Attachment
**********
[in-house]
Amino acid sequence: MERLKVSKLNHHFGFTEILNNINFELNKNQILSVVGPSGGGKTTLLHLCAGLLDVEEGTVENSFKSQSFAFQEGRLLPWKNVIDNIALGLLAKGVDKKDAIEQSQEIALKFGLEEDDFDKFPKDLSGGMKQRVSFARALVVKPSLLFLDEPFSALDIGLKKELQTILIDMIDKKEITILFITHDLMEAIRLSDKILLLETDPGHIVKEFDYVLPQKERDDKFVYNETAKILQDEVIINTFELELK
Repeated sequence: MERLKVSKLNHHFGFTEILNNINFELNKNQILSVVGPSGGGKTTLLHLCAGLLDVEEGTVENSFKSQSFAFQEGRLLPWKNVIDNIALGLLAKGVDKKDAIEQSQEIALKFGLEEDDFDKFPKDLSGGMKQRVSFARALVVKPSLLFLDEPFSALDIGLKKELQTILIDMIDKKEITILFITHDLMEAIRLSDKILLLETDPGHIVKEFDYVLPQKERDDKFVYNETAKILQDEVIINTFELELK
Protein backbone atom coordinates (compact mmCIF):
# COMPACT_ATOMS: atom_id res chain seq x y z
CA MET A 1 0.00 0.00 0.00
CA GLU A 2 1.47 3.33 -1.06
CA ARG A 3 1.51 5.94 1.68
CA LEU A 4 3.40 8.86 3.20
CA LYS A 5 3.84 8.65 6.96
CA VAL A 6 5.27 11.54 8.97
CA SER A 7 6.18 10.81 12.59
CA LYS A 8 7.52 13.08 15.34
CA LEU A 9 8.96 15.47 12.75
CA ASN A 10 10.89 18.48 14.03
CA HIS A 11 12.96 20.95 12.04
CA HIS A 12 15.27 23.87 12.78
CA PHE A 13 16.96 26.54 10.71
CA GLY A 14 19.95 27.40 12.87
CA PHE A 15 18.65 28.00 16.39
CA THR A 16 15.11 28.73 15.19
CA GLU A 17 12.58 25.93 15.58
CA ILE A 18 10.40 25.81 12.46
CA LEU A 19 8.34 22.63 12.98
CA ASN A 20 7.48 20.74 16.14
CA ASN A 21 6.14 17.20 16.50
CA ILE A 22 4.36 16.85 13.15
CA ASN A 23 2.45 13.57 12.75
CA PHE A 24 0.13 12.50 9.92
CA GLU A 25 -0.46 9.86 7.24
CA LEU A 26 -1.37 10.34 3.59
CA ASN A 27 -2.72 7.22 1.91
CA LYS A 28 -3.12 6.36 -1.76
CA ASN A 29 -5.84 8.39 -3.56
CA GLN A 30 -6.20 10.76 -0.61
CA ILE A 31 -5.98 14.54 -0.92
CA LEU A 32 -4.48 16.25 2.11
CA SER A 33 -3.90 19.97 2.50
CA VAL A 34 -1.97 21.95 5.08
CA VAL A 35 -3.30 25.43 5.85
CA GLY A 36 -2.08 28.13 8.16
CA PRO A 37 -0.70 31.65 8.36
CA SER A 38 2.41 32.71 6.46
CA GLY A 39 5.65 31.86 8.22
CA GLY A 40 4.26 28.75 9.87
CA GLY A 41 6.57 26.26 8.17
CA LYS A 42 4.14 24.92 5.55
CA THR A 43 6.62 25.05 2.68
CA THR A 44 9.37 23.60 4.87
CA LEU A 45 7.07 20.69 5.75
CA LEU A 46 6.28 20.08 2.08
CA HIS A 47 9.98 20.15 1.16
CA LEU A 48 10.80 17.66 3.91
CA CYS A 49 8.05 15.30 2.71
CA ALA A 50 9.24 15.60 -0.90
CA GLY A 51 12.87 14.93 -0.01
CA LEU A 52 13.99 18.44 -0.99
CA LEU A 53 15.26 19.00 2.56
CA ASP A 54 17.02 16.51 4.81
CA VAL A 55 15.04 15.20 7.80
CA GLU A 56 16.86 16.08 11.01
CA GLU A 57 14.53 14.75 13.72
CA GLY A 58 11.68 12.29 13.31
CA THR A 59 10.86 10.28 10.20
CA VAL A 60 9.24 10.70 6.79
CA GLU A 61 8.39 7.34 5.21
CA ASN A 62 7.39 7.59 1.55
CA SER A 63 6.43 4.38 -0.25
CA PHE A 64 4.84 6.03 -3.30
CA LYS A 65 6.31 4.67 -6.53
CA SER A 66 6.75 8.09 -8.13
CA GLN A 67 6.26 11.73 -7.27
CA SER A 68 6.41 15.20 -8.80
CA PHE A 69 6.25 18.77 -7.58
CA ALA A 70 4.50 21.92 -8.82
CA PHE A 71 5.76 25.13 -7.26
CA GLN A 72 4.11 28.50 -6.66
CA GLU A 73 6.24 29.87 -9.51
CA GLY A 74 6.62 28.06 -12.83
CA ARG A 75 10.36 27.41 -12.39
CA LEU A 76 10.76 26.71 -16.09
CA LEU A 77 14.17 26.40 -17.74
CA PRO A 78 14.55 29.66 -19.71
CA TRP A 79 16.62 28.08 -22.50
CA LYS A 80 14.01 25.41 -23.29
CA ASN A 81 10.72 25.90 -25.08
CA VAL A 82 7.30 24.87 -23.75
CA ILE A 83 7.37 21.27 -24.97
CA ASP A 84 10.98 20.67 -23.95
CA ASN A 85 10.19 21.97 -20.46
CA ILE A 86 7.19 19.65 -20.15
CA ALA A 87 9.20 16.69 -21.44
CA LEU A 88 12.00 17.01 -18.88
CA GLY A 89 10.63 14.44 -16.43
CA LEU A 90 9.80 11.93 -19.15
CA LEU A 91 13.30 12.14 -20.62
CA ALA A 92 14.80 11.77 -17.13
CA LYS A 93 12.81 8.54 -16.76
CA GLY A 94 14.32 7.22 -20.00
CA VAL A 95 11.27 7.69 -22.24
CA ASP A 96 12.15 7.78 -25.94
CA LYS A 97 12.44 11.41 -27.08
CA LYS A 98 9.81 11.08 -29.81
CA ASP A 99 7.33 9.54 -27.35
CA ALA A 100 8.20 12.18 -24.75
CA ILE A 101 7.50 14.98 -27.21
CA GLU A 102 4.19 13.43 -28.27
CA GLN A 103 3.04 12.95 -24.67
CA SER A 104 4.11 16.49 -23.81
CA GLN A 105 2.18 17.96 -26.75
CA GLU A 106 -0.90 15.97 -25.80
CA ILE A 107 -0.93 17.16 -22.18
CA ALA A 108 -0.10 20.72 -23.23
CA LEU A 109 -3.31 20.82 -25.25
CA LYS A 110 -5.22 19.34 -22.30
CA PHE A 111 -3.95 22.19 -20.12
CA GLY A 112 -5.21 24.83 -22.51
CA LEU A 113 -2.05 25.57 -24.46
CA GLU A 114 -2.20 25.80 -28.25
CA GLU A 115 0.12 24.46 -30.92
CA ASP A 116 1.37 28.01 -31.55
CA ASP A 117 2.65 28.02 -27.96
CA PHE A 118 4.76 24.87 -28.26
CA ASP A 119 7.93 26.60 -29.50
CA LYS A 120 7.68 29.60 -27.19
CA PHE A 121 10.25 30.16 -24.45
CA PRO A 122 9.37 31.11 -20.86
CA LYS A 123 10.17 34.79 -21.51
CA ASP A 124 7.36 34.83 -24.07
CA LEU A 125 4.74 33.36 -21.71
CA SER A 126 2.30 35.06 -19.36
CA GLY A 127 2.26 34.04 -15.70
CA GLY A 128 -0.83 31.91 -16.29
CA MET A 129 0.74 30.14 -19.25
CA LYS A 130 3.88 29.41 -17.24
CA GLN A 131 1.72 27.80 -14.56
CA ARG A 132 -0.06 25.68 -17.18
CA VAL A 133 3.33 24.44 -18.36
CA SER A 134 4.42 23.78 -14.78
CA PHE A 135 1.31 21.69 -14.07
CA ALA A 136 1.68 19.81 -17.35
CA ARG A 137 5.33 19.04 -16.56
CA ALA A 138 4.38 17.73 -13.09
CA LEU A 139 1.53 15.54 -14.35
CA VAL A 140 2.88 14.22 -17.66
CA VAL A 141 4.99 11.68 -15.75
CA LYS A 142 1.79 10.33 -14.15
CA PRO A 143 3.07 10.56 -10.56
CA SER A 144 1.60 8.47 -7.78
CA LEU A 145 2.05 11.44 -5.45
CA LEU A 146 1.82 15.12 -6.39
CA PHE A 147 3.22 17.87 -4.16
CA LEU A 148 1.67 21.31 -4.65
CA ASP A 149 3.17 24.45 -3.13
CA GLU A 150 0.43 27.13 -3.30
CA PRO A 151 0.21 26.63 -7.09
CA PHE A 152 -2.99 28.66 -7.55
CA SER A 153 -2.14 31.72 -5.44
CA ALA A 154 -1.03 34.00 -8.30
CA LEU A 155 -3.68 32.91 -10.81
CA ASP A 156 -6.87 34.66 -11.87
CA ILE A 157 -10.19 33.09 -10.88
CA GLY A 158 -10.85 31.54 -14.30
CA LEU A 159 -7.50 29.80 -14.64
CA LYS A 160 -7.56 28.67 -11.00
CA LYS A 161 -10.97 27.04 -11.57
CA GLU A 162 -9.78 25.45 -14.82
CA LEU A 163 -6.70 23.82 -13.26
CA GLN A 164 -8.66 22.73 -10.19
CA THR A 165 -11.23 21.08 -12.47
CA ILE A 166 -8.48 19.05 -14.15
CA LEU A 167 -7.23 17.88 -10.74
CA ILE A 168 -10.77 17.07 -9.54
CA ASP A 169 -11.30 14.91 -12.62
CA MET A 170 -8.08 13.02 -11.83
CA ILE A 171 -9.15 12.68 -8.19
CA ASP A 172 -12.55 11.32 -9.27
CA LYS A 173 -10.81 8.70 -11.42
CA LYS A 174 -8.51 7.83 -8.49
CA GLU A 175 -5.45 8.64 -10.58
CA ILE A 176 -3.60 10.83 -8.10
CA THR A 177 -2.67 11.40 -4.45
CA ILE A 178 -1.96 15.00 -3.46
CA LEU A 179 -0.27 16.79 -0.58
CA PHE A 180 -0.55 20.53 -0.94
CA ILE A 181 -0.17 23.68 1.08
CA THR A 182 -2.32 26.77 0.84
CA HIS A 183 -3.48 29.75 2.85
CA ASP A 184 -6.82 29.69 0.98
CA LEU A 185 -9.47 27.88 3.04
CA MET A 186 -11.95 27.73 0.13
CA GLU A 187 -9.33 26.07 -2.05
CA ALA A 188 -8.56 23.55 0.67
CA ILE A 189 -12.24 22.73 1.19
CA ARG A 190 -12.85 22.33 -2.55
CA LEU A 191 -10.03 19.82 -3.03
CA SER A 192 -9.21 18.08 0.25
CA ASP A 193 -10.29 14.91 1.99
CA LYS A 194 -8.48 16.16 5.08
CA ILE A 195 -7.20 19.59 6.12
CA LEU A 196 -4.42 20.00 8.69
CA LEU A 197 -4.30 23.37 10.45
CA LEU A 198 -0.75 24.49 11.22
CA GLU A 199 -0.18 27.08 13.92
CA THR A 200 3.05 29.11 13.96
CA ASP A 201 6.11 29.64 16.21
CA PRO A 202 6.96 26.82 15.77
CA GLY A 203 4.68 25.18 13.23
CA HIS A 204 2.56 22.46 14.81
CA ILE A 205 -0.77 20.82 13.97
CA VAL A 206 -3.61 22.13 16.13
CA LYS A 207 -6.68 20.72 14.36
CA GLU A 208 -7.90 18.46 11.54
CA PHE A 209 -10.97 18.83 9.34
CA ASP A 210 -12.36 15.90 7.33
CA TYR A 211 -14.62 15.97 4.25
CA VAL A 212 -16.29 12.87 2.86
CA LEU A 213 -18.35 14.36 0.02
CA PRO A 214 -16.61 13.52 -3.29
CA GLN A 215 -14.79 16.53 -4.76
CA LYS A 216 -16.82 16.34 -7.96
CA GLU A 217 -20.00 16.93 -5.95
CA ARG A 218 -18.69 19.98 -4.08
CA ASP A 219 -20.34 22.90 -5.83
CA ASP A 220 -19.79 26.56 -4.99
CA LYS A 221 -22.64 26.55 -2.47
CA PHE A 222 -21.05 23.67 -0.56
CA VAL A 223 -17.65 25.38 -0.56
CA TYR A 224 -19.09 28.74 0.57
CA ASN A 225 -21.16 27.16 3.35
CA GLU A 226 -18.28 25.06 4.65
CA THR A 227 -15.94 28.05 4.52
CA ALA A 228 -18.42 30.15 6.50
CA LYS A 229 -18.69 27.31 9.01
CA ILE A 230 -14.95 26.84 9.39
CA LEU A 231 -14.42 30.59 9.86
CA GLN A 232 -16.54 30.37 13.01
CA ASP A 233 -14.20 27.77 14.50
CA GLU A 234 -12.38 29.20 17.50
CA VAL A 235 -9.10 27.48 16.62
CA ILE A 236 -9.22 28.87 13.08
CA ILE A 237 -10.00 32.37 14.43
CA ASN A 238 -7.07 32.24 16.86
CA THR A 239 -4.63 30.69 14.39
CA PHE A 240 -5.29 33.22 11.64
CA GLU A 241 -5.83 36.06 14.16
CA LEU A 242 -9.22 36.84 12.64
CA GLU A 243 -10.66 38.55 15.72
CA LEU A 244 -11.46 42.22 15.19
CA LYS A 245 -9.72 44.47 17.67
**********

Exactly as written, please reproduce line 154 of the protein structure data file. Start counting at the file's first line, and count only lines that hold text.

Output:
CA ASP A 149 3.17 24.45 -3.13